Objective 4.2.2 - Adopt biodiversity criteria in public procurement policies to prevent biodiversity loss.

Public authorities are major consumers. In Europe, for example, they spend 16 % of the EU’s gross domestic product. By using their purchasing power to purchase goods and services that also respect the environment and biodiversity, they can make an important contribution towards sustainable development. Public authorities can also show citizens, enterprises and organisations how they can really change their attitudes by making the right consumer choices.

Green public procurement can have a positive direct or indirect impact on biodiversity. It covers areas such as transport and construction, office equipment, recyclable paper, organic food in canteens and activities in developing countries with support from Belgian authorities.

Initiatives have already been taken in Belgium to use green procurement policies in order to promote goods that are less harmful to the environment (for instance, promotion of the use of wood products originating from sustainable forests or inclusion of environmental - including biodiversity - criteria in the procurement procedure for Clean Development Mechanism and Joint Implementation).

In 2006, the Belgian Parliament passed a new law on public procurement that provides some opportunities to integrate sustainable (biodiversity) criteria in public procurement procedures.

3. Incentives reformed
Objective 4.3 - Agriculture

The importance of agriculture for the natural environment and for biodiversity is emphasised by the fact that nearly half the land surface in Belgium is farmed. Farming is an activity which goes beyond simple food production, affecting and using natural resources such as soil and water. Over the centuries, farming has contributed to the creation and maintenance of a large variety of agricultural landscapes (fields, pastures, quickset hedges, mixed woodland and pasture, etc.) which provide important semi-natural habitats for wildlife. Furthermore, the agricultural sector plays a multi-functional role as a food producer, biodiversity manager, motor for the economy in rural areas and guarantor of in situ conservation of local species, varieties and domestic animal breeds. However, in recent decades, intensification and specialisation of agriculture, and at the same time marginalisation of land, have resulted in significant biodiversity loss in and around farmland. Farmland bird populations in particular have shown a decline over last decades.

The Common Agricultural Policy (CAP), together with broader developmental dynamics of the agricultural sector has only gradually taken on concerns regarding biodiversity loss. The CAP has its roots in 1950s Western Europe, whose societies had been damaged by years of war, and where agriculture had been crippled and food supplies could not be guaranteed. The emphasis of the early CAP was on encouraging better productivity in the food chain so that consumers had a stable supply of affordable food. The CAP offered subsidies and guaranteed prices to farmers, thus providing them with incentives to produce, and a viable income. Financial assistance was provided for the restructuring of farming, for example by aiding farm investment, aiming to ensure that farms increased in size and that farmers developed management and technology skills so that they were adapted to the economic and social climate of the day. Although successful in reaching its original objectives, this policy also lead to reducing high nature value farmlands, the removal of hedgerows and the draining of wetlands, and intensification exerted a variety of pressures on ecosystems (high fertilizer and chemicals inputs, drainage, increasing cutting frequencies, grazing pressures, early mowing, over sizing of agricultural parcels).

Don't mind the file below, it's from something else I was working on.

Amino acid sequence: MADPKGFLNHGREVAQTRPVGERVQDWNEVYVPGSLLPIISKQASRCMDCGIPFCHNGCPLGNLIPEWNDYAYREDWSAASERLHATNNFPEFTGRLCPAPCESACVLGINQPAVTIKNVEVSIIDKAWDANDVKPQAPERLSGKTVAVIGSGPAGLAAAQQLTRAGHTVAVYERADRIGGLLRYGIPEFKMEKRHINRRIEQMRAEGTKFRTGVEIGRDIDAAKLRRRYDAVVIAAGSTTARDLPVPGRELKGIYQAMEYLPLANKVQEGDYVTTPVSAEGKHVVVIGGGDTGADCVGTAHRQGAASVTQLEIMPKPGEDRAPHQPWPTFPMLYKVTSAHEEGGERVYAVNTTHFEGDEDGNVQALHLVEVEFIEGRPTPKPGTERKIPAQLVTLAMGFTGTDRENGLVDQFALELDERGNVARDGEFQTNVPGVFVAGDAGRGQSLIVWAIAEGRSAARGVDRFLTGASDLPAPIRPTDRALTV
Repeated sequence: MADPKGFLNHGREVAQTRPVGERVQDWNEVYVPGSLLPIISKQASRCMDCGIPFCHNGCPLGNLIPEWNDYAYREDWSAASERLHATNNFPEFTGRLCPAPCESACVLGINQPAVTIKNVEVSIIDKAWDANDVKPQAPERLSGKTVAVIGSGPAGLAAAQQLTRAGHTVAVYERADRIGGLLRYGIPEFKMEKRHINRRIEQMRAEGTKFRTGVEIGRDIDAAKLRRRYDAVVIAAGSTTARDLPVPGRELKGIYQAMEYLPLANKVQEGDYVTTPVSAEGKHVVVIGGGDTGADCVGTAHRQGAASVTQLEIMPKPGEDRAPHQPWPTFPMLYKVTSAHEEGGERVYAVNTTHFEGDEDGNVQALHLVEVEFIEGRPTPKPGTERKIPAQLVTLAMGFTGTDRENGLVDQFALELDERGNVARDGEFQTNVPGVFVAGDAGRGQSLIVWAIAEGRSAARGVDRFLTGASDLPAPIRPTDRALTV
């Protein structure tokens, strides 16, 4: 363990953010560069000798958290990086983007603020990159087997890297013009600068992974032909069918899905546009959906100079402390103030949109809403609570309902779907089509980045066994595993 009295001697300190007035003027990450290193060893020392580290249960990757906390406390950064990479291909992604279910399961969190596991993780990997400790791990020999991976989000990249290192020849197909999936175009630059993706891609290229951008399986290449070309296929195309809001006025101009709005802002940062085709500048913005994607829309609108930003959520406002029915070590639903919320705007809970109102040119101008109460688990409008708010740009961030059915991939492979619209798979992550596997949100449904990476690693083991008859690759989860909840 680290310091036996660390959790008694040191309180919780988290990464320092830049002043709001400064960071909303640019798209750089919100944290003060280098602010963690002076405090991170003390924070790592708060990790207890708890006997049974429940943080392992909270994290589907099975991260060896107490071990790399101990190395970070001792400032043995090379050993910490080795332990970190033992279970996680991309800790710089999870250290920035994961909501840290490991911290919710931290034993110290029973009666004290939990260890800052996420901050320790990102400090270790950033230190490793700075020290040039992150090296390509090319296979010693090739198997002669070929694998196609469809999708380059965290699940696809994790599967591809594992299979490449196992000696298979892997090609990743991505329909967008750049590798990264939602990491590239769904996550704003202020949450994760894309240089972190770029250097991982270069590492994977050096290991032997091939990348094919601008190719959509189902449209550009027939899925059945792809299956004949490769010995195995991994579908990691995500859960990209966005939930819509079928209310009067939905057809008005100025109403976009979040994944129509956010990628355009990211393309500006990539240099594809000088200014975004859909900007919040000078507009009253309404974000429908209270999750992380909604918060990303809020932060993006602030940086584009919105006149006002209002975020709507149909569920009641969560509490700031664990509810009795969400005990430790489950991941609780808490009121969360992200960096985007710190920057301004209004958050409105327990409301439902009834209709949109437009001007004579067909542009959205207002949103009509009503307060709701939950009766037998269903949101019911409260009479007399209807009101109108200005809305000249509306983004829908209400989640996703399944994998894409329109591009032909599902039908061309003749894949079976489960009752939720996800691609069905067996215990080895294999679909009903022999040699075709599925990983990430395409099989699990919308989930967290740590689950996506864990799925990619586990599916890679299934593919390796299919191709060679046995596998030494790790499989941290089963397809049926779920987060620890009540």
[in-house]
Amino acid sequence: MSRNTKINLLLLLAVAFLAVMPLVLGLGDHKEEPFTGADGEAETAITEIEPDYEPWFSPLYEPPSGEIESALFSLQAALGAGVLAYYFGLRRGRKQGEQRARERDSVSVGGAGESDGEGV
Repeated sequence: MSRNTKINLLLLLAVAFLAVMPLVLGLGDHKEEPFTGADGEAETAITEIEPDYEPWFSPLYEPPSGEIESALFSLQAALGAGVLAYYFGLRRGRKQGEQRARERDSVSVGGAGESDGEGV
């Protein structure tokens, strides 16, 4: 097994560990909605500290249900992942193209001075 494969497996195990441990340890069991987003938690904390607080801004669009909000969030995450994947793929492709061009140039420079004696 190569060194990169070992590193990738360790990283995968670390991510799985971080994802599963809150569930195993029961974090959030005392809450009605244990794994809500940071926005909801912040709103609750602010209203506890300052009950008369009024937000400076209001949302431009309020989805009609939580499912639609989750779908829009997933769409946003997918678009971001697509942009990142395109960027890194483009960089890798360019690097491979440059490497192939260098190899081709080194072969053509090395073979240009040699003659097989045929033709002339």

Since 1992, however, the CAP has been adapted to better integrate biodiversity needs. Increasing use of agri-environment measures, Good Farming Practice, organic farming and the support of Less Favoured Areas have favoured farmland biodiversity. The 2003 CAP reform promotes these and other pro-biodiversity measures. Measures under market and income policy, including mandatory cross-compliance, the single farm payment (decoupling) and modulation, should have provided indirect benefits to biodiversity. These measures have been implemented at EU level since 2005. The on-going reform of the CAP (2013) goes a step further in this direction by introducing a Greening Payment as an essential part of the direct payments to farmers.

Reducing pressure on biodiversity from agriculture is a big challenge for farmers in Belgium because our agriculture is one of the most intensive, specialised and productive in Europe. Furthermore, farmers are currently facing serious challenges with regard to the continuation of their profession. The number of farmers is decreasing every year. They leave the profession for various reasons, including competitive pressures from the market, compensation for the drop in prices by a rise in the cultivated area and risks posed by the move towards energetic crops. Between 2000 and 2010, 19,072 farms ceased their activities (30.8 per cent of Belgian farmers) with the total agricultural area decreasing only slightly (decrease of 2.6 per cent), so that the average area per farm is growing (FPS Economy - Directorate-general Statistics Belgium, agriculture census 2000 and 2010).

7. Sustainable agriculture, aquaculture and forestry